A few months ago a stranger asked me about the intimate details of my labor with my first baby and then proceeded to ask if I was planning on having an unmedicated birth again, this time around. It’s one of many instances when a loving and well intentioned conversation with a complete stranger about my pregnancy has crossed the line.
As pregnant women, our bodies, diets, exercises, and medical decisions inevitably become topics of conversation whether we welcome it or not.
It has to stop.
After I delivered both of my babies, the medical teams sang my praises for laboring unmedicated. It’s made me wonder what my dentist would say if I declined pain medication for a filling. I don’t think he would be impressed. Quite the contrary, I imagine he would do his best to persuade me to use the pain medication.
Aside from childbirth, I can’t think of any other medical event that we as a society (and especially medical professionals) would openly support forgoing pain medications when the alternative is often a lengthy and painful process.
There are legitimate benefits to having an unmedicated birth, but those reasons don’t include judgement or praise from others. Having an unmedicated birth isn’t a badge of honor. I feel strongly that widespread discussion (and frankly, judgement) of pregnant women contributes to the glorification of unmedicated births and demonization of epidurals and other pain management options. And god forbid elective c-sections.
I felt obligated to prepare for unmedicated labor for both of my births.
For the first, I thought I would be seen as a bad mother, and weak, if I accepted pain relief during labor. For my second, an epidural didn’t even seem like an option anymore. The fact that I had gone unmedicated for my first meant I was capable of doing it again, in my mind. So how could I give my second child something “less than” what I’d given my first?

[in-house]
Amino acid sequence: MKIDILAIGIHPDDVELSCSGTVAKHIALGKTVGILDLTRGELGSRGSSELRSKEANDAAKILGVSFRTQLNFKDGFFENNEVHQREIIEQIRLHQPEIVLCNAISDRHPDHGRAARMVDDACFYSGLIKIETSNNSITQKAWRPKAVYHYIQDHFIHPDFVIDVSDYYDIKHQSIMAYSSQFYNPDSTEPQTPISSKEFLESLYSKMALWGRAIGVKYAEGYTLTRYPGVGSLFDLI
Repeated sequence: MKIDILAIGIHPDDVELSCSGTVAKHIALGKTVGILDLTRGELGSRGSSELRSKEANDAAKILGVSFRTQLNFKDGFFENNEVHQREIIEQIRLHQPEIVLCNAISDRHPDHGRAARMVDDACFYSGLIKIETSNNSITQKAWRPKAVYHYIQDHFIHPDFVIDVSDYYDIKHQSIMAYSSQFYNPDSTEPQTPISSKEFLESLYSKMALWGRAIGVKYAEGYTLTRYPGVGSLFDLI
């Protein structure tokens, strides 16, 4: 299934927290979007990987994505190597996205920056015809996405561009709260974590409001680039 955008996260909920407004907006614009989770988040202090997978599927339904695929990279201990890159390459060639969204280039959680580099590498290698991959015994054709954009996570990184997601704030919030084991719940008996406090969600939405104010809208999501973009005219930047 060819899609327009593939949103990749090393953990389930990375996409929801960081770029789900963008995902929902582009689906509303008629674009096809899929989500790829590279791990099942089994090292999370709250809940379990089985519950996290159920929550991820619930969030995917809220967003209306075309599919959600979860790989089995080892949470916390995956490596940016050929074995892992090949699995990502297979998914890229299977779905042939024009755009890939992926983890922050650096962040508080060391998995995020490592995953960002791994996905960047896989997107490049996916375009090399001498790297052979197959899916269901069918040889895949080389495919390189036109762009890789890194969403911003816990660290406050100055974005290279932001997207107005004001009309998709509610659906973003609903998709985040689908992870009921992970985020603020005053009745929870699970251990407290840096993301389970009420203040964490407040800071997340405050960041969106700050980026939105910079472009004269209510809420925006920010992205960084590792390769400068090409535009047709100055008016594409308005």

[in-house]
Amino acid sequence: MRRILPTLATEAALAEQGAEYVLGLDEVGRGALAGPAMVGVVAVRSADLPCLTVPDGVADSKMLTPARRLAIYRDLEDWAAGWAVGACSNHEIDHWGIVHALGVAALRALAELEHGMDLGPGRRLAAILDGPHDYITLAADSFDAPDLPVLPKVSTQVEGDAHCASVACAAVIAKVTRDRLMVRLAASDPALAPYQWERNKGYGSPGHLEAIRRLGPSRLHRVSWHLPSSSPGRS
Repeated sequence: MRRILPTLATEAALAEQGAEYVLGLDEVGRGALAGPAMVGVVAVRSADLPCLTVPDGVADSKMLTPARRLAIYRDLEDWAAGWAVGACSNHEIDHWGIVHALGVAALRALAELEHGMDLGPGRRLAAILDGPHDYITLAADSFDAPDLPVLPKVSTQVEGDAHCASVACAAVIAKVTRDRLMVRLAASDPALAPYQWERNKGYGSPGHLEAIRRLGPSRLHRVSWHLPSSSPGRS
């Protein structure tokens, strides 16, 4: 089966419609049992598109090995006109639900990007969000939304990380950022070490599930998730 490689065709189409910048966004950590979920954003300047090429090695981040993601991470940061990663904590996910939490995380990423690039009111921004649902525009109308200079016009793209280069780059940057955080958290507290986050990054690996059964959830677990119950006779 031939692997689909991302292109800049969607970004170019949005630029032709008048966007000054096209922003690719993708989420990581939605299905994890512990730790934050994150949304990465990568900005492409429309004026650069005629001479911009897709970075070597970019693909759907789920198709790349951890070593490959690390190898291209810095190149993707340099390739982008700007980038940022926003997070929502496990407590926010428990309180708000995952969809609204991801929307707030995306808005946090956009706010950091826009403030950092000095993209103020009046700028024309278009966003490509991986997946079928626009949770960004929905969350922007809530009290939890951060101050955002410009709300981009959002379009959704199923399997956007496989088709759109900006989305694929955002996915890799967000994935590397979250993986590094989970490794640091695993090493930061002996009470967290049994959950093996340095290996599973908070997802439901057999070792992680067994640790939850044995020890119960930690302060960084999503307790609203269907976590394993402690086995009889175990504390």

I think what we all want at the end of labor and delivery is a healthy baby. What it takes to get that baby in our arms is intimate and special – something we can choose to share but not something the world is entitled to know about or see. Maybe if we remove pain management from the narrative we can ask mothers to include when asking about childbirth, we can slowly start taking away the judgement and pressure that comes with it.
There’s something about the vulnerability we experience in childbirth, whether via c-section or vaginal and with or without medication, that changes us. Motherhood reminds us how strong and capable we are. We are reminded, with awe, at what our bodies are capable of. I want more conversations that are focused on this and the beauty that childbirth can bring.
If I’m lucky enough to have a third baby, I don’t know how I’ll manage my pain during labor, but an epidural will not be off the table. The word “unmedicated” will not be included in my birth plan.
There is no limit to what I would do or give for my babies. AND I am also finally acknowledging after 2.5 years of motherhood that I am a person too. My wellbeing matters. Pain does not make me a more capable, loving, or worthy mother.
Next time around, if there is a next time, these are the things I will recite to myself leading up to birth.
These are the words that will be printed on my birth plan.
photos by Christie Lewis
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